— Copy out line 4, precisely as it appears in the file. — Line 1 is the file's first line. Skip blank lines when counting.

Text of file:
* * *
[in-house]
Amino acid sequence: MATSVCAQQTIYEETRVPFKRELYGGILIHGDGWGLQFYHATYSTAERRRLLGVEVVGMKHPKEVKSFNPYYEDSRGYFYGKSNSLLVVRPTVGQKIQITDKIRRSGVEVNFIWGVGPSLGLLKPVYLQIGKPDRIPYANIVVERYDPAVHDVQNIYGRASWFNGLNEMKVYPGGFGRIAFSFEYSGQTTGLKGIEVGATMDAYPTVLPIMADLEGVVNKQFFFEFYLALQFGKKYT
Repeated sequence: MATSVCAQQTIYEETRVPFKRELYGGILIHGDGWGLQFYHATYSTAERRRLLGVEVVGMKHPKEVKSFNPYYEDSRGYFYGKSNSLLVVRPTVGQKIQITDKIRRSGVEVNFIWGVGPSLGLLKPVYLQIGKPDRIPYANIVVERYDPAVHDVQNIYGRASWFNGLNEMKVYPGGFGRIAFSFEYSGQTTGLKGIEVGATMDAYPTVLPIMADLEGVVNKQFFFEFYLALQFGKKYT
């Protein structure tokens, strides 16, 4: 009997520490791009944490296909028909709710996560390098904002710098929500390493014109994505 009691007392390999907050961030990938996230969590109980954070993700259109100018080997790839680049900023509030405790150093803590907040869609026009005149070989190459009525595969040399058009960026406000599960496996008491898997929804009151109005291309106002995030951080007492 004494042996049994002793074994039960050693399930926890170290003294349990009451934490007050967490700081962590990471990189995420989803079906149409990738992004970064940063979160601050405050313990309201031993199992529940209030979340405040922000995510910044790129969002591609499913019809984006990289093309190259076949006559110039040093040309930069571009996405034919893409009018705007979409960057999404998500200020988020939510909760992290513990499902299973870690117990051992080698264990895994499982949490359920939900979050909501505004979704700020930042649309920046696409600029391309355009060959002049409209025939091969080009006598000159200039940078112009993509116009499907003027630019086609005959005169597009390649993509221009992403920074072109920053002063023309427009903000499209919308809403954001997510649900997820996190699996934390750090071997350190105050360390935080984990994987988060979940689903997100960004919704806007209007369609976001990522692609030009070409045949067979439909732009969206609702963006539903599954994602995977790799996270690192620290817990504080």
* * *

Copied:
């Protein structure tokens, strides 16, 4: 009997520490791009944490296909028909709710996560390098904002710098929500390493014109994505 009691007392390999907050961030990938996230969590109980954070993700259109100018080997790839680049900023509030405790150093803590907040869609026009005149070989190459009525595969040399058009960026406000599960496996008491898997929804009151109005291309106002995030951080007492 004494042996049994002793074994039960050693399930926890170290003294349990009451934490007050967490700081962590990471990189995420989803079906149409990738992004970064940063979160601050405050313990309201031993199992529940209030979340405040922000995510910044790129969002591609499913019809984006990289093309190259076949006559110039040093040309930069571009996405034919893409009018705007979409960057999404998500200020988020939510909760992290513990499902299973870690117990051992080698264990895994499982949490359920939900979050909501505004979704700020930042649309920046696409600029391309355009060959002049409209025939091969080009006598000159200039940078112009993509116009499907003027630019086609005959005169597009390649993509221009992403920074072109920053002063023309427009903000499209919308809403954001997510649900997820996190699996934390750090071997350190105050360390935080984990994987988060979940689903997100960004919704806007209007369609976001990522692609030009070409045949067979439909732009969206609702963006539903599954994602995977790799996270690192620290817990504080």